12 O’Clock Boys is an absolutely fabulous glimpse into the world of a young boy growing up in a rough neighborhood in Baltimore. In the streets of Baltimore rides a loose knit group of dirt bike riders, that patrol the streets illegally. However, due to strict police rules of non-pursuit, there is little that can be done to curb the riders. This group calls themselves the 12 O’Clock Boys. With little parental guidance, young Pug grows up idolizing the riders and hopes to one day become a 12 O’Clock Boy himself.


In watching the film, the dirt bikes seemed almost irrelevant to the main theme of the story. The group serves as the proverbial devil on the shoulder or the tempting apple of Eden. No matter what his ultimate ambitions are in life, he always has at least one eye on the 12 O’Clock Boys. It constantly calls him. Pug’s older brother Tibba is the one force keeping him from being consumed by constant thoughts of riding. When Tibba dies, there is nothing keeping Pug on track.


The story itself and the characters within are great. The feeling of desperation that the subjects exude onto the film is almost tangible. First time filmmaker Lotfy Nathan really hit a home run in capturing the life of Pug over these few years. He is to project the main characters as three-dimensional people, which is important in a documentary.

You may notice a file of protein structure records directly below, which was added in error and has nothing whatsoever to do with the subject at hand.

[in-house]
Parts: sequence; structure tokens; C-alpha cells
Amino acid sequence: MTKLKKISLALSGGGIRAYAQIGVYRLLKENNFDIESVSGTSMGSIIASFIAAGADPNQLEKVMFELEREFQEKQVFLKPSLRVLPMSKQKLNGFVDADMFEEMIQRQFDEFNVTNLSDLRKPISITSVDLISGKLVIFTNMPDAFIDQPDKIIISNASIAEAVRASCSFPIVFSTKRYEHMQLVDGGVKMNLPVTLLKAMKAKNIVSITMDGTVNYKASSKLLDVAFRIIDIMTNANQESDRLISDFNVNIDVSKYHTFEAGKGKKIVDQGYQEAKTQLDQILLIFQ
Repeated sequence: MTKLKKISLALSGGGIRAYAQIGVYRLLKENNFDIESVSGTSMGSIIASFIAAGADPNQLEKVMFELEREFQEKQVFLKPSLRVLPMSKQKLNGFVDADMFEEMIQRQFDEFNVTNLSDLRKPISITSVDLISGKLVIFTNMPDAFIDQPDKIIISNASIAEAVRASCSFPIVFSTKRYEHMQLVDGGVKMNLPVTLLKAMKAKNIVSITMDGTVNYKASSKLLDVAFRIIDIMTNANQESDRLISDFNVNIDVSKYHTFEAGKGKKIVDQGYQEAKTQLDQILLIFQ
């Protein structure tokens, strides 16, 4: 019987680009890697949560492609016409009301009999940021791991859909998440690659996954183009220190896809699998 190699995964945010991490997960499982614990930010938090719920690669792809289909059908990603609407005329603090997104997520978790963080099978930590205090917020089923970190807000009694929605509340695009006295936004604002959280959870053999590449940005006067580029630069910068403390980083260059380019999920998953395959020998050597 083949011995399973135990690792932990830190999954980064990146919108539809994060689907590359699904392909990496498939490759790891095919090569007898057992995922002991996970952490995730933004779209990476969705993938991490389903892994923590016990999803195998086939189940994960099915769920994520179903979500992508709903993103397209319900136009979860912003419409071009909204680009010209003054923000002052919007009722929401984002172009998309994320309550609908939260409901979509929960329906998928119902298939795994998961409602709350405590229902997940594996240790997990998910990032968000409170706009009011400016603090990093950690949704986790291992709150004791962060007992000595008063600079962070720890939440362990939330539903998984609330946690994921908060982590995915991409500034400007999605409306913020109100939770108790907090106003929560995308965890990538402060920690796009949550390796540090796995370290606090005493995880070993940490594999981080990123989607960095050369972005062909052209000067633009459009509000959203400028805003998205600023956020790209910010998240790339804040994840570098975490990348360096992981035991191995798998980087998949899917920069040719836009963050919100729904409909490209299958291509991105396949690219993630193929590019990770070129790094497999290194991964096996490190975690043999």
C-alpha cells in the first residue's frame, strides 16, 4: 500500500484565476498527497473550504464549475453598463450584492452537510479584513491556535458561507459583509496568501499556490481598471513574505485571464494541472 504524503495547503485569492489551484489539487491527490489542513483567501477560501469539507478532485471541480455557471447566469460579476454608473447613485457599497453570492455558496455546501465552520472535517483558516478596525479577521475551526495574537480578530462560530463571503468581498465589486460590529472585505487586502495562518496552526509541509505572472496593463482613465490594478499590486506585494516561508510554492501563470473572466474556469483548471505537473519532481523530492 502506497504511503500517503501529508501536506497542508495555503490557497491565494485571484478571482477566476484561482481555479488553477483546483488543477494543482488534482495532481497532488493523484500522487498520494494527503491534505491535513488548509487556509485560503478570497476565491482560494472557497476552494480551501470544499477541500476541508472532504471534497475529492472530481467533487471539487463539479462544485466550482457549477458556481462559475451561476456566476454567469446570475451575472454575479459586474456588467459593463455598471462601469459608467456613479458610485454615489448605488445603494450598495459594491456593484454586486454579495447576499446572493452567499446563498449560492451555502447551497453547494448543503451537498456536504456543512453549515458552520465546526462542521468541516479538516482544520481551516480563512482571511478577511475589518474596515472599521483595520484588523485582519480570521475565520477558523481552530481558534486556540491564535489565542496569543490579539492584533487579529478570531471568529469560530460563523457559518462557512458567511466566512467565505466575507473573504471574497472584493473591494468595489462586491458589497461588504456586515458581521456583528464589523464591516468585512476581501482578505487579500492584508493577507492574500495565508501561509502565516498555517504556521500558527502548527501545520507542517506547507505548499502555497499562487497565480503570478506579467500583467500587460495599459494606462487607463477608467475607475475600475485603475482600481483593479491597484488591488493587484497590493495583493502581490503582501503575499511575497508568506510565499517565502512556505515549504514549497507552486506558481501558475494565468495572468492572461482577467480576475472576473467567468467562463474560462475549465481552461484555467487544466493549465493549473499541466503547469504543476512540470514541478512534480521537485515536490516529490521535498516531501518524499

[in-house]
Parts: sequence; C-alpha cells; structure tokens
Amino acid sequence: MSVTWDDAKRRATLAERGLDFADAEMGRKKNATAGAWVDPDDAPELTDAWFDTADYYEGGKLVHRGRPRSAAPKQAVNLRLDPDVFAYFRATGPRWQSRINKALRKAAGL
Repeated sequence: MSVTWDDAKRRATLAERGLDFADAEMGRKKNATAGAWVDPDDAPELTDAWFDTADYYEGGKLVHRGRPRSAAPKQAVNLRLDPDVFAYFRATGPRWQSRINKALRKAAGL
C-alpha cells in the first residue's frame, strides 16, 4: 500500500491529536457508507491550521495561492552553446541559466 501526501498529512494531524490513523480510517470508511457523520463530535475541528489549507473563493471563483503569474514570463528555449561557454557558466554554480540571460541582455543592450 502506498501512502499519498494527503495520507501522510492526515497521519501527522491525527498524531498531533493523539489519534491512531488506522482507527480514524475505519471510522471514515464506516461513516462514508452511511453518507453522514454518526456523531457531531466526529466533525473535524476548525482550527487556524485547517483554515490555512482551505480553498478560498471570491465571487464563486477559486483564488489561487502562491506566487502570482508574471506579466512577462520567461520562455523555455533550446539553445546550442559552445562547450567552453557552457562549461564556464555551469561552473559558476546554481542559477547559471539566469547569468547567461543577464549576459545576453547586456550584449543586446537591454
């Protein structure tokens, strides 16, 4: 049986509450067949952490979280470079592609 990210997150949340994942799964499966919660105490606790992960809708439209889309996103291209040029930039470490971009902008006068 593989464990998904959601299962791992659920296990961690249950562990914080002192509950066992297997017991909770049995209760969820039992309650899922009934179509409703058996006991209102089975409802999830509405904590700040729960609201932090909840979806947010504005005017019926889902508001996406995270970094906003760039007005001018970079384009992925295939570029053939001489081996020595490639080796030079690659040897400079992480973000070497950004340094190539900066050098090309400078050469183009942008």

12 O’Clock Boys is a bit of a tale of two films, looks-wise, though. There are some shots of the riders going through the city that are just absolutely stunning. But there are numerous shots where the cinematographer couldn’t get the subjects in focus. The other criticism I had was that sometimes the story lost a bit of focus. You have the story of the bikers and where they’re from and what they’re about. Then you have the story of Pug. Then you have the story of his mother Coco, who is a character in her own right. Sometimes, as an audience member, you get a bit lost of who we should be focusing on primarily. All in all, this was an extraordinarily well-done effort by Nathan, especially considering this was his first feature documentary.

Check out the trailer below or the film’s website at:

The film opens in select theaters 1/31/2014.

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